I felt overheated in the tub and couldn’t relax, so I got out and that’s when things really picked up. I needed to take each contraction on hands and knees, with Jon applying counter-pressure on my back. It was kind of like the world stopped every few minutes: I would drop to the ground and exhale loudly with Jon leaned over me applying pressure. I think that’s what laboring women mean when they say they let their body take over—my conscious mind didn’t really factor in, I just did what felt right at that particular moment.
For all Jon’s distraction, I continued to ask—through tears—to go to the hospital. We FaceTimed with Kathryn and I told her going would signify “the next step” to me. I said I was tired and didn’t want to keep doing this hard work. Kathryn confirmed I was transitioning into active labor, and the emotions and hormones were strong. There was a lot of crying.
When we hung up with Kathryn, Jon got out my birth affirmations, statements I had written down and been reading—truths I believed about my baby, my body, and my birth. In the throes of labor, I didn’t think hearing them would be much help, but words are powerful, and they provided an anchor for me as I endured wave after wave, giving me something to hold on to. Here are a few:
The joy of the Lord is my strength.
The Lord of peace gives me peace at all times, in every way.
I have everything I need.
This contraction is a wave, and the wave always comes to shore.
My body is strong and perfect.
My baby was made from love, to be love, to spread love. (Thanks, Kid President, for that one!)
I am not afraid. I was made to do this.
That last one turned out to be particularly crucial, as it became apparent that I was still holding onto some fears. When he figured that out, Jon had me repeat the words several times, until I began to believe them!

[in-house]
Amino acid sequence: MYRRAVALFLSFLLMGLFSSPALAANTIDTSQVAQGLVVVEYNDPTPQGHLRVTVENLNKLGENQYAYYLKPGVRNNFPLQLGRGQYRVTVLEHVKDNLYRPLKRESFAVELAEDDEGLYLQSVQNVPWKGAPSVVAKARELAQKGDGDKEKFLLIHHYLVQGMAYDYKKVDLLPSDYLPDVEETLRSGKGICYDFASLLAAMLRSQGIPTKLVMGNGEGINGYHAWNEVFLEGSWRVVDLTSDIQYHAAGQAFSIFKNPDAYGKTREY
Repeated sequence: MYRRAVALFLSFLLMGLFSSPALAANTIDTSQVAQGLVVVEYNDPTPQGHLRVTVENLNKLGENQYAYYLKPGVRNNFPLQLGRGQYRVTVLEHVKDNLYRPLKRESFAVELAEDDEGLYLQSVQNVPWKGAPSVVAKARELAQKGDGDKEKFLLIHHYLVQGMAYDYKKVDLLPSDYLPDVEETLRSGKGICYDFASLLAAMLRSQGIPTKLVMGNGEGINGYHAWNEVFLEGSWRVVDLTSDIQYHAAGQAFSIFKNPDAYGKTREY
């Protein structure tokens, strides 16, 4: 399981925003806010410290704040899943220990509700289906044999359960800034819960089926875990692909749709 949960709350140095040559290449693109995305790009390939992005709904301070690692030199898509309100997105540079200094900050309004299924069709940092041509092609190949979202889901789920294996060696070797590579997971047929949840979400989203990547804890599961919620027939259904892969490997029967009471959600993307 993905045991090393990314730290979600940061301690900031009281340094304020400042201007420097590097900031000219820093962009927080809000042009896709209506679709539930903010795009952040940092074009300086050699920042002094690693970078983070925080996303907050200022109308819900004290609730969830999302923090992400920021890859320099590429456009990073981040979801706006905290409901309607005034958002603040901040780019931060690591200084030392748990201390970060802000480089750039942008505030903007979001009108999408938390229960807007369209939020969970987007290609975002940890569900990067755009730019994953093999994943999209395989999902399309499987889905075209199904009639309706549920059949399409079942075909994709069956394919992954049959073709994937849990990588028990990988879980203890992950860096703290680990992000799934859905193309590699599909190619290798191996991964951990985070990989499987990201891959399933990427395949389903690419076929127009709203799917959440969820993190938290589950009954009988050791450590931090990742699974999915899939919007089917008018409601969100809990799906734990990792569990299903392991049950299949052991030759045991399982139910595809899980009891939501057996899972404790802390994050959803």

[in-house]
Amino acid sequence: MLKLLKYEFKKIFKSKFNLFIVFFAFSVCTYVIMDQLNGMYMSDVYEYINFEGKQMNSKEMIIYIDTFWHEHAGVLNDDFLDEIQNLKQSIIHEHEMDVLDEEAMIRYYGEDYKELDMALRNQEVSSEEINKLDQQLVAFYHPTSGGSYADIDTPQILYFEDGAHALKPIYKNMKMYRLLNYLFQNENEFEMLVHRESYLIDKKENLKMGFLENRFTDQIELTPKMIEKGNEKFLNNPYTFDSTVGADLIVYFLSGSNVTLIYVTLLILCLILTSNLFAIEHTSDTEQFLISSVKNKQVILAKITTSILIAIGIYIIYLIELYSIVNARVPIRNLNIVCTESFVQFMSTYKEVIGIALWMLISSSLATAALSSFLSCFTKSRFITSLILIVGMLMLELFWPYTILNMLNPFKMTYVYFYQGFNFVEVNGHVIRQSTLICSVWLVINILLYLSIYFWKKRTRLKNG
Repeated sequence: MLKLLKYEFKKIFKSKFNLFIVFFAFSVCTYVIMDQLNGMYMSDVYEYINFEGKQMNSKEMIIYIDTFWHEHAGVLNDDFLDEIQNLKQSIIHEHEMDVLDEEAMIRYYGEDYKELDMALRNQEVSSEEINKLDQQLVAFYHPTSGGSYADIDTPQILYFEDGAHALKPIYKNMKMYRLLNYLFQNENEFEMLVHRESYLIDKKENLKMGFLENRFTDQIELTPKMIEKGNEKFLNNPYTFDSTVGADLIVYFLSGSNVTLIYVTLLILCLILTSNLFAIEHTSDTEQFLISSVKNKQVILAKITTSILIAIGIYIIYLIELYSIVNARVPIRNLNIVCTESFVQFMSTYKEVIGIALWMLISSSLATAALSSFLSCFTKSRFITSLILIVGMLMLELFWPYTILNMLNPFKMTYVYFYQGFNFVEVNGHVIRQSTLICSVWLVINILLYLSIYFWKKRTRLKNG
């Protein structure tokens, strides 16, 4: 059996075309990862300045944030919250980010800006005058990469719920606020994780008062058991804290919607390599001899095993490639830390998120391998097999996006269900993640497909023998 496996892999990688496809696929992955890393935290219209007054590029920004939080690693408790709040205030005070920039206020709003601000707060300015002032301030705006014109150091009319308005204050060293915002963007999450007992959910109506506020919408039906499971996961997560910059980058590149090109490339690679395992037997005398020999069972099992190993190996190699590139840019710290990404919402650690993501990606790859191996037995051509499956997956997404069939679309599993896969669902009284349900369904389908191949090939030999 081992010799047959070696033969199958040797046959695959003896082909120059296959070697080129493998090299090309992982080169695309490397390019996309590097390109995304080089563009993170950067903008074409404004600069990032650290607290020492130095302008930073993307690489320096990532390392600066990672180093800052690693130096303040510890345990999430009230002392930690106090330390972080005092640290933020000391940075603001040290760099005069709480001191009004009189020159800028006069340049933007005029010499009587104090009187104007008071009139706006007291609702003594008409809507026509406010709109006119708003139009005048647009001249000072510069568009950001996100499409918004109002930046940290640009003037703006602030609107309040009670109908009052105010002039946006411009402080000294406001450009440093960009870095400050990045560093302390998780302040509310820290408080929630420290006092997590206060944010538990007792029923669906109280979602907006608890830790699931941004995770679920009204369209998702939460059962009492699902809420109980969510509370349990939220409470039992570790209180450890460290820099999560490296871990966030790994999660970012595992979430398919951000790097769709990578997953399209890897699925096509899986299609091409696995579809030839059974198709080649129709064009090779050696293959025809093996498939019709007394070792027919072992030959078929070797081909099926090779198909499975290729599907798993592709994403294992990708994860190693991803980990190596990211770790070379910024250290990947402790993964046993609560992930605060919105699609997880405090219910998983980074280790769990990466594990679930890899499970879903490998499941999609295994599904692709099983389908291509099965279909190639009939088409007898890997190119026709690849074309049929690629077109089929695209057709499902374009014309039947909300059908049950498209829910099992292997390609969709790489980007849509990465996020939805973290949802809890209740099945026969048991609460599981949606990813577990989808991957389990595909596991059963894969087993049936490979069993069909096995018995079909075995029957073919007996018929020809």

I continued to harass Jon about the hospital (“Just call Kathryn and have her meet us there!”) and he continued to dodge my questions, distract me, and otherwise ignore that I was trying to throw our birth wishes out the window! While it annoyed me at the time, on a deeper level, I knew he was doing exactly what we wanted him to do, which was to keep me from going into the hospital too early.
Kathryn and Elizabeth arrived around 10:30PM and found me on the couch with my shoes on! Jon was loading the car one item at a time and we caravanned to Methodist. Despite trusting that Grace had turned and that this was, in fact, active labor, I still worried that moving to the hospital would interrupt labor and I would stall out again. I snapped this blurry photo between contractions as we exited onto Excelsior Boulevard:
We made it to Methodist, left everything in the car, and beelined straight for the third floor. I had a contraction as the elevator opened to the Family Birth Center and told Jon, “I don’t think I can move!” He held the door open and the doctor who was about to step aboard told me, “Well, you’re in the right place!”
An intake nurse took us back toward triage and asked me a bunch of questions. I remember being short with her, but I didn’t mean to be. For whatever reason, the question, “Is this your first?” felt particularly offensive to me! I replied, “Nope,” but I really wanted to say, “Look at me, lady. Does this look like my first rodeo?!”
The triage nurse was lovely. She paused amidst her questions to ask if we had a copy of our birth plan for her: “I’m asking all these questions that you’ve probably already answered!” (She was and we did.) At my request, she checked me at 11:15PM and I was 100% effaced—thank you, Evening Primrose Oil! I was also dilated to a 4, “but super soft and stretchy” she could stretch me to a 6, so they called it a 5. In my mind, this was good news and good progress. My only source of disappointment was that Grace would definitely be born after midnight (on March 18), and wouldn’t share a birthday with my beloved late grandfather, Bob (March 17). The doctor on call came in and told me he knew by the look on my face that I was “a keeper;” they wouldn’t be sending me home.
I continued to breathe through all my contractions, though some were catching me off-guard with their intensity. I remember a particular one in that triage room that made me legitimately scream, though more from surprise and a brief moment of panic than from pain. Locking eyes with Jon was what brought me back to the present, and I returned to my breath to finish the surge. That husband of mine: he’s good.